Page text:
The idea that the Scriptures contain "impossibilities" or inaccurate accounting of events may be so strange to us that a longer quote is worth considering:

... the Word of God has arranged for certain stumbling-blocks, as it were, and hindrances and impossibilities to be inserted in the midst of the law and the history, in order that we may not be completely drawn away by the sheer attractiveness of the language ... because the principal aim was to announce the connexion that exists among spiritual events, those that have already happened and those that are yet to come to pass, whenever the Word found that things which had happened in history could be harmonised with these mystical events he used them, concealing from the multitude their deeper meaning. But wherever in the narrative the accomplishment of some particular deeds, which had been previously recorded for the sake of their more mystical meanings, did not correspond with the sequence of the intellectual truths, the Scriptures wove into the story something which did not happen, occasionally something which could not happen, and occasionally something which might have happened but in fact did not. Sometimes a few words are inserted which in the bodily sense are not true, and at other times a greater number ... not only did the Spirit supervise the writings which were previous to the coming of Christ, but because he is the same Spirit and proceeds from the one God he has dealt in like manner with the gospels and the writings of the apostles. For the history even of these is not everywhere pure, events being woven together in the bodily sense without having actually happened; nor do the law and the commandments contained therein entirely declare what is reasonable.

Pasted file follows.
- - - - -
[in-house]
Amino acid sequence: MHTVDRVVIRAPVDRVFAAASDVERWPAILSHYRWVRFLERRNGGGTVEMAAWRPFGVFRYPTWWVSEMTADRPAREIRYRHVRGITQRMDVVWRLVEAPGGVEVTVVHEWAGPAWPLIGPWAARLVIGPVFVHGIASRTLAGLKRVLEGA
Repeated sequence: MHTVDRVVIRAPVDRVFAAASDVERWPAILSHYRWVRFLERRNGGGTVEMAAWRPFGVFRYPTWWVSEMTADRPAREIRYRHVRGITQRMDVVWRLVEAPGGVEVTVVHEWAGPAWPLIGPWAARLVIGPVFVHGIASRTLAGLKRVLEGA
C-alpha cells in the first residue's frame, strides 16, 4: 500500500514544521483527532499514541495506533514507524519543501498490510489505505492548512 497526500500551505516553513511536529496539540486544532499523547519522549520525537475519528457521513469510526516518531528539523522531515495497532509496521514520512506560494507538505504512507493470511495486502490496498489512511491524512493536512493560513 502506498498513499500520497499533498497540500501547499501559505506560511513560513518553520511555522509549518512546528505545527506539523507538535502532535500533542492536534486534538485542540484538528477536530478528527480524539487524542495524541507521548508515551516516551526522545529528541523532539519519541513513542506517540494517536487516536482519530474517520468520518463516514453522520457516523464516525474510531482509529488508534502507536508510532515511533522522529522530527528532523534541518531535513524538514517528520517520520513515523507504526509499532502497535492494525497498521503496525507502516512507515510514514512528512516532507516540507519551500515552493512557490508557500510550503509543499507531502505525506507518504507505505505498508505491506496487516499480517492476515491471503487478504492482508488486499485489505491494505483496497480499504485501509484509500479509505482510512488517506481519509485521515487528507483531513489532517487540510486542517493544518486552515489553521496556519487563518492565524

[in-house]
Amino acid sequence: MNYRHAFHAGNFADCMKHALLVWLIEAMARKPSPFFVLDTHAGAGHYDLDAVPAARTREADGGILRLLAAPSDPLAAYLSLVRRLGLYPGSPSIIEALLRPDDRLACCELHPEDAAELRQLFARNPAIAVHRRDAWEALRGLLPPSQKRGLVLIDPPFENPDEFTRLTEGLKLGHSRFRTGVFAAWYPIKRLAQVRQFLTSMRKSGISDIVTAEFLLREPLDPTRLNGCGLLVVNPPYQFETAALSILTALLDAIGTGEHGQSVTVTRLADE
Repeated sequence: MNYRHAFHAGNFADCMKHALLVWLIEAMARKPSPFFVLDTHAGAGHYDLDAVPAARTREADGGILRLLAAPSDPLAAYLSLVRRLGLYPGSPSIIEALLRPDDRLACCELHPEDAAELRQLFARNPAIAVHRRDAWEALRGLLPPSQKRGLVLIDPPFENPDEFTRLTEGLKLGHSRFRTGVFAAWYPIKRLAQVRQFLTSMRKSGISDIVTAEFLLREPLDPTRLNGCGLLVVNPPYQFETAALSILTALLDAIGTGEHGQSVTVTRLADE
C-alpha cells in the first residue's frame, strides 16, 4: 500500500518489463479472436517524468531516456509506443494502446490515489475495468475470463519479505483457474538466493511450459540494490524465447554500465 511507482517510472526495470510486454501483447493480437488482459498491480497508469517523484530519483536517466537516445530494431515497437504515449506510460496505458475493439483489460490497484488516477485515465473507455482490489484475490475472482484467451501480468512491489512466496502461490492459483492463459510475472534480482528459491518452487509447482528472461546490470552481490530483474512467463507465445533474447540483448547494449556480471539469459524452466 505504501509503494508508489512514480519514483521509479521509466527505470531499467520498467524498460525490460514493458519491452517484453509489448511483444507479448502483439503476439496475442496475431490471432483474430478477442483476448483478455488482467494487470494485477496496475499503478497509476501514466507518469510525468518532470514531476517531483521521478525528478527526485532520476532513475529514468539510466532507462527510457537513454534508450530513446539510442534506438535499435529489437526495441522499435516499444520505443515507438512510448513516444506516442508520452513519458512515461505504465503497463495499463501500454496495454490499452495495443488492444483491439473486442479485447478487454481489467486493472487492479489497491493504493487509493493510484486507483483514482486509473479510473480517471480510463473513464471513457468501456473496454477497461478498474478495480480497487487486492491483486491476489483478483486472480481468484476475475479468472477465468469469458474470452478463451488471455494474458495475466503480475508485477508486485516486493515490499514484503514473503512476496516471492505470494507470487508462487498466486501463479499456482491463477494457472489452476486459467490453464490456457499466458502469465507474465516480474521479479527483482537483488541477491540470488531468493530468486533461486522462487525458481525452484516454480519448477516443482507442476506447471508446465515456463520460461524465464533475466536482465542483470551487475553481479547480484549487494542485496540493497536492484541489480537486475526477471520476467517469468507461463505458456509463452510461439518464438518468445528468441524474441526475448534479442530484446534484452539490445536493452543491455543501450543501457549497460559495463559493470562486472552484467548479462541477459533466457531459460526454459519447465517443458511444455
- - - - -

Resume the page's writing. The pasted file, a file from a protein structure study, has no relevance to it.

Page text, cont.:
There are several points to consider. First, there can be no doubt but that Origen has a high view of the inspiration of the Scriptures. He notes, as we did at the outset, that the Holy Spirit supervised the writings of both testaments. Earlier, we noted that he referenced the Scriptures as a divine writing. So, he sees them as the product of God's direction and the final version of the Bible has the words God intended it to have. Second, coupled with this strong sense of them saying what God intended, we see an equally strong affirmation that they contain what he calls "stumbling-blocks"—non-historical events, for example. Again, Origen is crystal clear on this. The stumbling blocks he mentions are not the accidental additions of later copiers, but rather are there precisely because God intentionally put them there. Third, he is pretty clear on why these two claims go together. In the first place, God does not want us distracted from the deeper meaning by the sheer attractiveness of the language and stories. In the second place and more importantly, Origen seems implicitly to recognize again here the importance of our "struggle" with the Scriptures. If all were evident on first read, we would become lazy, never progressing more deeply into the life of faith. A depth that is only accomplished by ongoing investigation that leads to our formation and reformation through our effort to understand the deep mysteries of God. Finally, I have not yet used the word, but one of the things for which Origen is known and for which he is building a case here, is what we call allegorical interpretation—a method of interpreting the Scriptures that believes that the point being communicated by the writers can be different than the literal meaning. There are a number of interesting  points about allegorical interpretation.